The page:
Terms: Win, Spr, Sum | Units: 2 | Grading: Satisfactory/No Credit
Instructors: Africa, A. (PI)

OSPCPTWN 36: The Archaeology of Southern African Hunter Gatherers

Archaeology, history and ethnography of the aboriginal hunter gatherers of southern Africa, the San people. Formative development of early modern humans and prehistory of hunters in southern Africa before the advent of herding societies; rock paintings and engravings of the subcontinent as situated in this history. Spread of pastoralism throughout Africa. Problems facing the descendants of recent hunter gatherers and herders in southern Africa, the Khoisan people.
Terms: Spr | Units: 4 | UG Reqs: GER:DB-SocSci, GER:EC-GlobalCom, WAY-SI | Grading: Letter (ABCD/NP)

OSPCPTWN 43: Public and Community Health in Sub-Saharan Africa

Introduction to concept of public health as compared with clinical medicine. Within a public health context, the broad distribution of health problems in sub-Saharan Africa as compared with U.S. and Europe. In light of South Africa's status as a new democracy, changes that have occurred in health legislation, policy, and service arenas in past 16 years. Topics include: sector health care delivery, current distribution of infectious and chronic diseases, and issues related to sexual and reproductive health in South Africa. Site visits to public sector health services and health related NGOs.
Terms: Win, Spr, Sum | Units: 3 | UG Reqs: GER:EC-GlobalCom | Grading: Letter (ABCD/NP)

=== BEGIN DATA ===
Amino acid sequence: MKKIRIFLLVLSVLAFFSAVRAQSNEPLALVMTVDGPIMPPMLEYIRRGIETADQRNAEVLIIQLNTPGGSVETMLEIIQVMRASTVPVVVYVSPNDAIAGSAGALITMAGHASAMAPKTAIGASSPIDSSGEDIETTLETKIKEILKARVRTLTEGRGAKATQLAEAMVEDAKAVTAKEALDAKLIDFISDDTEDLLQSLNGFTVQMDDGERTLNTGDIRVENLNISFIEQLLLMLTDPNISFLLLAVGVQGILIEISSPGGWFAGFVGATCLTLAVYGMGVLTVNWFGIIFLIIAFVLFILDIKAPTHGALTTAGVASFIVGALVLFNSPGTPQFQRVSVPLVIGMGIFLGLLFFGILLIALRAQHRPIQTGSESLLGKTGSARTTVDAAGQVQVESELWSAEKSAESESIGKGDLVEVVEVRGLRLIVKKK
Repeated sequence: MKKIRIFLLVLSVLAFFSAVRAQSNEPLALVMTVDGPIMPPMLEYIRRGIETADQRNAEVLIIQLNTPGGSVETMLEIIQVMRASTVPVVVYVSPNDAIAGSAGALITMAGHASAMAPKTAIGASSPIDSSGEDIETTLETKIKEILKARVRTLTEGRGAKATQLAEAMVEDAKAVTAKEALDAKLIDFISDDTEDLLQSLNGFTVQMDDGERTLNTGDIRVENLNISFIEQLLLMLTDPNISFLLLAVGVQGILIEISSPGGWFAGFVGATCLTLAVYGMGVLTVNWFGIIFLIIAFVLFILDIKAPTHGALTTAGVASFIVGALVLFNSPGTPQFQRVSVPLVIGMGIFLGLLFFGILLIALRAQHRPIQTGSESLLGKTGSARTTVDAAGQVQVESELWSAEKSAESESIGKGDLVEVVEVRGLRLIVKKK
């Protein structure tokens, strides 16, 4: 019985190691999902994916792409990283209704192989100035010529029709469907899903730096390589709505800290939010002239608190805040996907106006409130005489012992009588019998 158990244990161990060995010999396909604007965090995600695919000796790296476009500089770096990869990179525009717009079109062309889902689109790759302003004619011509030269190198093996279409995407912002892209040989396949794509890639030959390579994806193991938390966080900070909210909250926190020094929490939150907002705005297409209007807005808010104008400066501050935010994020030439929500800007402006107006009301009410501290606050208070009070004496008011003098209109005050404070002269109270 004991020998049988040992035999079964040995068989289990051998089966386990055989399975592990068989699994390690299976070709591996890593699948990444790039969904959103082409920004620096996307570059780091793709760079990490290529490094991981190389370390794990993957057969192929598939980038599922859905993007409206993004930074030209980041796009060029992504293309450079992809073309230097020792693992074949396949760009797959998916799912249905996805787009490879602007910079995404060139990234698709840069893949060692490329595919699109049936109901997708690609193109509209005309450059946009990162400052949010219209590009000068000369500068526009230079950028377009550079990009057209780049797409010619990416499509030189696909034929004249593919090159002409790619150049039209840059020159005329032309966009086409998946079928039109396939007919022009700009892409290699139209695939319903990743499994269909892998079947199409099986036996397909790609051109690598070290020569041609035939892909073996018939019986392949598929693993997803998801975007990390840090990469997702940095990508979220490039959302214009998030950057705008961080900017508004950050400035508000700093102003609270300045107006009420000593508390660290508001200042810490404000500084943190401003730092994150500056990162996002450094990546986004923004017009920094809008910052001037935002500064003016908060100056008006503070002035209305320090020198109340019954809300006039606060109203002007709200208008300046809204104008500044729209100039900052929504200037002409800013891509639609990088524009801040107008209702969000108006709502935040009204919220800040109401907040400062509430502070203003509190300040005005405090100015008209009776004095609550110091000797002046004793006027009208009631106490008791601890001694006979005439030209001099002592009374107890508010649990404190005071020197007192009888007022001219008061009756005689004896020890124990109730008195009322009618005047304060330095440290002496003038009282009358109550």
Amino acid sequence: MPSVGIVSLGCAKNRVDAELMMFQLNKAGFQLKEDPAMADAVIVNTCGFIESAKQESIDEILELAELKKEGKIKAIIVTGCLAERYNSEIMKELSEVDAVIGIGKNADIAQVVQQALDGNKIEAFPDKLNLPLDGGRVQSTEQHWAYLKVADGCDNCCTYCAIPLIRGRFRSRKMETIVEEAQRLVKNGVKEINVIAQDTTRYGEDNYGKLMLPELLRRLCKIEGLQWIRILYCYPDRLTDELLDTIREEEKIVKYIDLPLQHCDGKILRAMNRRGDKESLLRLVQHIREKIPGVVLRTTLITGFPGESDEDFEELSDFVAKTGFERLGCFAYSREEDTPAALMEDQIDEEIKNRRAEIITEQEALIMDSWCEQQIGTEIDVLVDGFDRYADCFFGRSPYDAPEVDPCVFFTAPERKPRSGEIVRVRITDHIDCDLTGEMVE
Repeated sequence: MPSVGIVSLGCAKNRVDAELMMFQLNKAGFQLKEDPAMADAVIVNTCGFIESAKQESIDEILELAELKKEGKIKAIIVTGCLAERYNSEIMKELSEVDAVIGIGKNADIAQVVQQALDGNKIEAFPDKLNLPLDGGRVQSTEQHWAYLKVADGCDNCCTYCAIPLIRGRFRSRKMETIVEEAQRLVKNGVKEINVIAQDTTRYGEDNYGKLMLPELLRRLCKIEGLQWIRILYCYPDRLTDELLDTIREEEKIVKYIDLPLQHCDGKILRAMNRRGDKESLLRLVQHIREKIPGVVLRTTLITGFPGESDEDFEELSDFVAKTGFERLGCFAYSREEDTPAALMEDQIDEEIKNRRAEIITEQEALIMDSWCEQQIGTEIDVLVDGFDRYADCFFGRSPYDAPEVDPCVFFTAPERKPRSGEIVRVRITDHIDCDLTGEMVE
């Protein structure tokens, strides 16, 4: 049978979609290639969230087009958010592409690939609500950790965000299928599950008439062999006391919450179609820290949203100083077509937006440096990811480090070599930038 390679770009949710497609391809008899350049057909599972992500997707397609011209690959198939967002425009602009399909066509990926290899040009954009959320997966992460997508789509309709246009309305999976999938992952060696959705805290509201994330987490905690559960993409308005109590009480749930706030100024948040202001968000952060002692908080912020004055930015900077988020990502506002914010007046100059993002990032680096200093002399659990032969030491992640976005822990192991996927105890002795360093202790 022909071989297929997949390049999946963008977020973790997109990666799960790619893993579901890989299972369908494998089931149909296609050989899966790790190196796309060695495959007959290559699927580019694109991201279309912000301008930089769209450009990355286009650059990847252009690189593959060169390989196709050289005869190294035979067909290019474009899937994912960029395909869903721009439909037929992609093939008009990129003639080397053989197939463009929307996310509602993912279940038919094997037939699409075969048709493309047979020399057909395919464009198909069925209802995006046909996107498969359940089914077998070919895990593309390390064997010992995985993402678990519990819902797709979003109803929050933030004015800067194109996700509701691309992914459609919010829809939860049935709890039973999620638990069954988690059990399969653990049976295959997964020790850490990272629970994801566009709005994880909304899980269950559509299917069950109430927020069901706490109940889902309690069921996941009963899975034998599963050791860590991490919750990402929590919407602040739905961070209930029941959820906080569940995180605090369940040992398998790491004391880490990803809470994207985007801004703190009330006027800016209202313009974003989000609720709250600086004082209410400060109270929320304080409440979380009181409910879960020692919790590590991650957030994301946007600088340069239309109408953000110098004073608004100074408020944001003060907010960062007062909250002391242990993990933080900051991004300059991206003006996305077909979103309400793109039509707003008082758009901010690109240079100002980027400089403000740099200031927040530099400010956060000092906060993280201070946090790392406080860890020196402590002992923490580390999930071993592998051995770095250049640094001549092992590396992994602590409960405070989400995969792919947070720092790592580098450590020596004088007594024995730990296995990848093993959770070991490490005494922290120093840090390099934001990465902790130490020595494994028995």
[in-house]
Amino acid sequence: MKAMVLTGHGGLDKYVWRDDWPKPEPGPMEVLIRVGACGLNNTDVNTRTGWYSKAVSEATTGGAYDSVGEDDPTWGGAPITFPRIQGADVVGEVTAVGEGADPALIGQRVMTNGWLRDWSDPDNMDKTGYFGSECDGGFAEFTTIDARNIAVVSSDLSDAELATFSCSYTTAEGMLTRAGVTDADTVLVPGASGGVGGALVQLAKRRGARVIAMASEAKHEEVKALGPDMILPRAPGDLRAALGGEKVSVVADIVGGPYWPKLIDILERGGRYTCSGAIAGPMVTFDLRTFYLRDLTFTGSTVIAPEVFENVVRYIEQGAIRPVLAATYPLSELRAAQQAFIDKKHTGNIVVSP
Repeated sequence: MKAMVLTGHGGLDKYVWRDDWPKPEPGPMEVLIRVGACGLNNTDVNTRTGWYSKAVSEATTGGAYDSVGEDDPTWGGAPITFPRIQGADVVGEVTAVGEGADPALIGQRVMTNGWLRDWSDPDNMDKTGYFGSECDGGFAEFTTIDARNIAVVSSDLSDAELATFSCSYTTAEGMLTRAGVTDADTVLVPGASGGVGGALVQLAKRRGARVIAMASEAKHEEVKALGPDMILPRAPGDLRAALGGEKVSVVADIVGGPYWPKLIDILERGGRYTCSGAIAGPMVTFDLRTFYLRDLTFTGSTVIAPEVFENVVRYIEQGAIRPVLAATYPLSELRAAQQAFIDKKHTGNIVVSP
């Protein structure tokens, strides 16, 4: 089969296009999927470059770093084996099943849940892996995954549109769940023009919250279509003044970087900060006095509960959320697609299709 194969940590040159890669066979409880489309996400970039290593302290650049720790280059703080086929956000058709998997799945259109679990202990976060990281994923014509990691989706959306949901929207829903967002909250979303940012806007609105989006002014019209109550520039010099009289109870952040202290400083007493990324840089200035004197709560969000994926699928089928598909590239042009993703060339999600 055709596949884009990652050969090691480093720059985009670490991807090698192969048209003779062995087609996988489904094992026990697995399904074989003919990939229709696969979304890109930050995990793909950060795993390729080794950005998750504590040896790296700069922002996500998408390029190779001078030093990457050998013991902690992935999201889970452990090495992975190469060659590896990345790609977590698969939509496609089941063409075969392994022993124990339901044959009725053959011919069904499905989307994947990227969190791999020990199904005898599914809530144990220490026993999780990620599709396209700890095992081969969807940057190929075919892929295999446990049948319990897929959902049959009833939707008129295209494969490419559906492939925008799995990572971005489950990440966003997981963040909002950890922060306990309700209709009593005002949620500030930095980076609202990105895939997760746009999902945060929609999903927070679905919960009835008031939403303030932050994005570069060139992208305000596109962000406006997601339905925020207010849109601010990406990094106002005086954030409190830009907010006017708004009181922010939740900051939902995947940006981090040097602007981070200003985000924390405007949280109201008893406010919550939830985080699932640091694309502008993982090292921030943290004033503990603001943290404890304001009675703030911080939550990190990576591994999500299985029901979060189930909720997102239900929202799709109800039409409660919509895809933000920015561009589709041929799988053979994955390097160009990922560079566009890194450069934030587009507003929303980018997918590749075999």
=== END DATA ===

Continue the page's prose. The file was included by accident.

Instructors: Cooper, D. (PI)

OSPCPTWN 45: Transitional Justice and Transformation Debates in South Africa

Exploration of transitional justice through critical discussion of contemporary South Africa. Conflicting perspectives of the South African transition through an exploration of the creation of the "rainbow nation" as well as discussions over whether a denial of justice for apartheid-era crimes prevails. Decisions made post-apartheid over how best to confront the large-scale human rights abuses of the past, including South Africa's recent past through the lens of the "pillars" of transitional justice: truth seeking, criminal justice, reparations and institutional reform. Issues of structural violence and the legacies of apartheid in order to question to what extent we can consider South Africa to have realised the promises of its transition
Terms: Win, Spr | Units: 3 | Grading: Letter (ABCD/NP)

OSPCPTWN 52: Introduction to the Anglophone Novel in Contemporary Africa

Through readings of twenty-first century novels by African writers of diverse national origin (South Africa, Nigeria, Sun), address questions such as: How do African novelists imagine, debate, and project African concerns to the world and to themselves? In what ways can fiction provide unique access to African aspirations and dream worlds, global interactions and historical memories, social realities and familial ties? How do African stories contrast with western narratives of war and deprivation? Three units: Apartheid and its Afterlives; Open Cities, Closed Cities; and Africa and the War on Terror
Terms: Spr | Units: 5 | Grading: Letter or Credit/No Credit

OSPCPTWN 53: Topics in African Literature

Independent study topics include: the legacy of Frantz Fanon in African literature and decolonization; and African American literary interactions with Africa. Visits to Cape Town museums, monuments, and archives dependent on student interest.
Terms: Spr | Units: 3 | Grading: Letter or Credit/No Credit